Designing Your Blended Course


In this learning module you will examine how important the design process is to the success of a blended course. When you blend a course one needs to be aware of how you plan to align what happens before, during and after class, so students do not think they are all separate. One of the biggest downfalls in blended courses is creating a course and a half. To avoid the course and half downfall, you will want to utilize a blended design template to help stay focused on the course’s competencies. Several examples of these templates can be found in this module. At the end of this module you will find a 50 minute video called “Evidence Based Practices in Blended Learning.” This is not required, however it provides you with a great framework to help you develop your blended course. This is the same video from the learning module “What is a Blended” course. It is included here in case you did not complete that module.

Time: 46 minutes if you do not watch the video at the end.

Learning Activities

  1. Review competency and learning objectives.


Examine blended course design.

Learning Objectives

  • Review backward design.
  • Understand alignment between before/during and after class blended design.
  • Explore best practices for blended course design.
  1. READ article  Understanding by Design

    Why: This is a concise article that describes the backward design process.  This concept, especially in performance-based learning, should always be understood and used when designing any course.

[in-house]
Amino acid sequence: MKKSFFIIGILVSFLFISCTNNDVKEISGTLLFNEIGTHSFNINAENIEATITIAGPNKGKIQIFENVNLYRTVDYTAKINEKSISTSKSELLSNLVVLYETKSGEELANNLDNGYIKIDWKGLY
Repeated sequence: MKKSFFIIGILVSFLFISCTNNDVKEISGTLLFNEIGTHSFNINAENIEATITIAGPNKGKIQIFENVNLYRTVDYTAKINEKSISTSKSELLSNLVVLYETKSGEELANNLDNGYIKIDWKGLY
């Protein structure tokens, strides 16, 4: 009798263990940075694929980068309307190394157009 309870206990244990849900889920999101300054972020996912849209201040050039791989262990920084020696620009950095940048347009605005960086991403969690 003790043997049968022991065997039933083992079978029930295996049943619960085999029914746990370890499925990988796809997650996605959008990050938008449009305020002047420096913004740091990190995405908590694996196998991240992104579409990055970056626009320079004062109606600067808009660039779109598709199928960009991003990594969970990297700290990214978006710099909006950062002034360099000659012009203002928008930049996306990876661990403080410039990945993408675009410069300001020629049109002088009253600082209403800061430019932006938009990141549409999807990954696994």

Time: 5 minutes.

  1. Watch video Blended Course Design Explained.

    Why: This ties in with the article you read “Understanding by Design” and provides you with exactly what you need to consider when you start to design you blended course.  

    Time: 6:13 minutes

  1. Read Building Your Course

    Why: This brief explanation provides you recommended first steps as you begin to develop your blended course.  Prior to moving onto the learning modules about learning activities and assessments for your blended course, this provides you with the “nitty-gritty” that will lead to creating a successful blended course.

    Time: 5 minutes

  1. Read Design and Delivery Principles.

    Why: The author share with you key principles to consider when you are designing your blended in course.  This is important, since “a well-designed blended course is not as simple as dividing your course into face-to-face and online components,” and they provide you with critical principles to follow.

    Time: 10 minutes.

  1. Read Integrating Face-to-Face and Online Work

    Why:  Now that you have read and learned about what a blended course is, this article shares some best practices with you.  As you read this, jot down ideas about thoughts for activities and assessments you may want to incorporate into your blended course.

    Time: 5 minutes if you do not explore further with content provided.

  1. Review Blended Course Integration Chart.  This is another tool you can use as you design your blended learning modules.

    Why: It helps you stay focused on the competencies for the course, which in turn keeps you from creating a course and a half, or not teaching to the course outcome summary.

    Time: 5 minutes

  1. Review the course planning document and two examples of learning plans for a blended course:    

    Why: It is important to think ahead when you are designing your blended course modules, since you want to create a seamless alignment between what happens outside of class and during class. The attached show you how two instructors did this.

    Time: 10 minutes.

  1. Watch Evidence Based Practices in Blended Learning.  This is optional –  it is the same video that was in learning module “What is Blended Teaching.”

    Why:  This video shares best practices for designing your blended course.  Four Blended Learning models are discussed, which will help you frame how you develop your blended course.

    Time: 50 minutes.